2019. Dijk, Nicky van. ‘Reply: Playing the long game: rethinking education for sustainability.’ In On Education 4. https://www.oneducation.net/issues/
2018. Dijk, Nicky van, Jan Linehan and Peter Lawrence. ‘Imagining a Different Future, Overcoming Barriers to Climate Justice.’ In University of Tasmania Law Review 37(2). [non-peer reviewed]
- Bachelor of Philosophy, Utrecht University, the Netherlands, 2016 (cum laude, GPA 4.0, with honours)
- Research Master of Philosophy, Utrecht University, the Netherlands, 2018 (GPA 4.0). Thesis: Justifying compulsory education for sustainability.
Languages (other than English)
Dutch (native language), German (basic proficiency)
- Casual researcher of UTAS’ Climate Justice Network
- Casual sustainability staff of UTAS’ Sustainability Integration program for Students, working of the university’s framework for responsible investments and divestment from fossil fuels
- Member of UTAS’ Ally Network Leadership Group and the LGBTIQA+ student working group
- Member of the student working group of UTAS’ Sustainability Committee
- Member of the advisory committee of the Climate Futures Workshop (2021) at Princeton University
Nicky taught seminars for second year BA Philosophy course Science and Epistemology I and first year BA Artificial Intelligence course Introduction to Logic at Utrecht University.
Fields of Research
- Environmental law (480203)
- Environmental philosophy (500304)
- Climate change law (480202)
- Law reform (480406)
- Curriculum and pedagogy (390199)
- Environmental education and extension (410403)
- Access to justice (480501)
- Climate change mitigation strategies (190301)
- Assessment, development and evaluation of curriculum (160301)
- Social impacts of climate change and variability (190103)
- Mitigation of climate change (190399)
- Law reform (230405)
- Effects of climate change on New Zealand (excl. social impacts) (190505)
- Expanding knowledge in philosophy and religious studies (280119)
- Justice and the law (230499)
Journal Article(4 outputs)
|2021||van Dijk N, 'From exacerbating the Anthropocene's problems to intergenerational justice: an analysis of the communication procedure of the human rights treaty system', Earth System Governance, 10 Article 100123. ISSN 2589-8116 (2021) [Refereed Article]|
Citations: Scopus - 2Web of Science - 1
|2019||van Dijk NA, 'Playing the Long Game: Rethinking Education for Sustainability: A Reply to Su and Su and Niebert', On Education, 2, (4) pp. 1-3. ISSN 2571-7855 (2019) [Contribution to Refereed Journal]|
|2018||van Dijk NA, Linehan J, Lawrence P, 'Introduction to the Special Issue: Imagining a Different Future, Overcoming Barriers to Climate Justice', The University of Tasmania Law Review, 37, (2) pp. 1-24. ISSN 0082-2108 (2018) [Non Refereed Article]|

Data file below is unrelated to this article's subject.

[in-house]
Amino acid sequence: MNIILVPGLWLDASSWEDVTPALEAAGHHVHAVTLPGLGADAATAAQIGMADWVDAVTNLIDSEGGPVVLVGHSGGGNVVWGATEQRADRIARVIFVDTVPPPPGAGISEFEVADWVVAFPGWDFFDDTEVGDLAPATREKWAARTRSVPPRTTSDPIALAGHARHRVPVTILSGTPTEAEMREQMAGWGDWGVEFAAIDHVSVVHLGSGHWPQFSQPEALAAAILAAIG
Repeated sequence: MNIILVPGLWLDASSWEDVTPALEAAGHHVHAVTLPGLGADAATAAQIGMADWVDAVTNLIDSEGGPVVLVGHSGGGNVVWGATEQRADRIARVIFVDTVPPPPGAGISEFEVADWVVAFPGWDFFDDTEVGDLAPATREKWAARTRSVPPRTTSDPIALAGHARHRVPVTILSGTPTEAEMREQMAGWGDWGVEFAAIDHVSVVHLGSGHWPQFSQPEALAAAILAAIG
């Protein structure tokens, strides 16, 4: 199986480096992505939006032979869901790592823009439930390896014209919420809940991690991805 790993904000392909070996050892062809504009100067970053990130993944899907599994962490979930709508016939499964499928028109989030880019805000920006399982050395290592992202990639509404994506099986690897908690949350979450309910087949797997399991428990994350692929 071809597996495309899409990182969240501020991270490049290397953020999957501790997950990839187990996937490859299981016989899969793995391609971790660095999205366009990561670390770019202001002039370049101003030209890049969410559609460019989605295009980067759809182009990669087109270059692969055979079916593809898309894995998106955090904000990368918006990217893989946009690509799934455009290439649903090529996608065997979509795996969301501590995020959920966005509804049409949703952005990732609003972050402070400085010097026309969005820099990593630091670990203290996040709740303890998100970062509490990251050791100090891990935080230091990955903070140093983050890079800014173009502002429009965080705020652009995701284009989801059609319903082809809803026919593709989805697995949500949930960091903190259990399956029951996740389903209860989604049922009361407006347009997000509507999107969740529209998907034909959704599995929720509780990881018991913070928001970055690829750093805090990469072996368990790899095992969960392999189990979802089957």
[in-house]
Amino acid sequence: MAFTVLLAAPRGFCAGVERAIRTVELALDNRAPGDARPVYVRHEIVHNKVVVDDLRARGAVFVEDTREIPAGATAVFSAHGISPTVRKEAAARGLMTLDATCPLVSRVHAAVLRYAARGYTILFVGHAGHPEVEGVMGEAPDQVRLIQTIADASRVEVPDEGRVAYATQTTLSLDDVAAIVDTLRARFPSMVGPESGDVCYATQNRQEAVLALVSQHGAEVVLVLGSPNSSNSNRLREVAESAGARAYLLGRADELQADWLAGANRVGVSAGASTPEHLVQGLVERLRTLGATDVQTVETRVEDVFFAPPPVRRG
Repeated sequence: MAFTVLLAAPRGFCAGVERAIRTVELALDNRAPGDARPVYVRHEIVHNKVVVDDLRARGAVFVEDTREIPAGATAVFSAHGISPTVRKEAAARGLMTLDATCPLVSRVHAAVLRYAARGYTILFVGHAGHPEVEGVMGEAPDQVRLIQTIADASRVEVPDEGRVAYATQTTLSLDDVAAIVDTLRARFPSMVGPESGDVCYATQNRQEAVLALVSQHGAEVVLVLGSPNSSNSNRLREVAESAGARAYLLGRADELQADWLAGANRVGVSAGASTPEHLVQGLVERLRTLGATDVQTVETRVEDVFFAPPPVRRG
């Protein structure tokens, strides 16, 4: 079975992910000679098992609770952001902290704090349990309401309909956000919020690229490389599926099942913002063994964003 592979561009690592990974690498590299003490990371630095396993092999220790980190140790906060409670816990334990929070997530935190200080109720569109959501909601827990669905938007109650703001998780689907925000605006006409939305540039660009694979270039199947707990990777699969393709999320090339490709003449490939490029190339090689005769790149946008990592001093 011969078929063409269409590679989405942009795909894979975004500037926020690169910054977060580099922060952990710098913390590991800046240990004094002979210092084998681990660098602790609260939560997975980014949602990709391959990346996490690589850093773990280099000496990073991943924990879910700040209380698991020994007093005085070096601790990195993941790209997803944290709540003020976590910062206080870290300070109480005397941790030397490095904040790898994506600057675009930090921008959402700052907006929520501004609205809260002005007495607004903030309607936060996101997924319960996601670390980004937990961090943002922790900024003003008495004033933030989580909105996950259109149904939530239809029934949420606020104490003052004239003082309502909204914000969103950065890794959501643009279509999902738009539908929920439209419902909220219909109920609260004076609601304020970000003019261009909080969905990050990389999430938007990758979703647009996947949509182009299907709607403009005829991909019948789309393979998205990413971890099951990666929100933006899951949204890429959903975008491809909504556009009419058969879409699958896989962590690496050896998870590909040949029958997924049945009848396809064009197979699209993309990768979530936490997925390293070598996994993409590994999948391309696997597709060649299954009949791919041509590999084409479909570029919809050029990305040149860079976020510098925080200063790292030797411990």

Co-authors: Linehan J; Lawrence P
|2018||van Dijk NA, Linehan J, Lawrence P, 'Introduction to the special issue: Imagining a Different Future, Overcoming Barriers to Climate Justice', The University of Tasmania Law Review, 37, (2) pp. 1-24. ISSN 0082-2108 (2018) [Non Refereed Article]|
Co-authors: Linehan J; Lawrence P
Chapter in Book(2 outputs)
|2021||van Dijk N, 'The capability approach as a road map for re-thinking intergenerational justice', Giving Future Generations a Voice: Normative Frameworks, Institutions and Practice, Edward Elgar Publishing, J Linehan and P Lawrence (ed), United Kingdom, pp. 42-61. ISBN 9781839108242 (2021) [Research Book Chapter]|
|2021||van Dijk NA, 'The Capability Approach as a Road Map for Re-thinking Intergenerational Justice', Giving Future Generations a Voice: Normative Frameworks, Institutions and Practice, Edward Elgar Publishing, J Linehan and P Lawrence (ed), UK, pp. 42-61. ISBN 9781839108242 (2021) [Research Book Chapter]|
|2019||van Dijk N, 'Book review: Thomas Cottier / Shaheeza Lalani / Clarence Siziba (eds.): Intergenerational Equity: Environmental and Cultural Concerns', Intergenerational Justice Review, 5, (2) pp. 69-70. ISSN 2190-6335 (2019) [Review Single Work]|
|2019||van Dijk NA, 'Review of 'Intergenerational Equity: Environmental and Cultural Concerns'', Intergenerational Justice Review, 2 pp. 69-70. ISSN 2190-6335 (2019) [Review Single Work]|
|2018||van Dijk NA, 'Justifying compulsory education for sustainability' (2018) [Masters Research]|
Other Public Output(1 outputs)
|2021||van Dijk N, 'Hoe zou werkelijke representatie van toekomstige generaties eruit zien?', Lab Toekomstige Generaties, Netherlands, 23 November (2021) [Magazine Article]|
Nicky is a recipient of the Tasmania Graduate Research Scholarship to support her PhD research, and the Australia-Germany Joint Research Cooperation Scheme to fund research visits to the Munich School of Philosophy (Germany).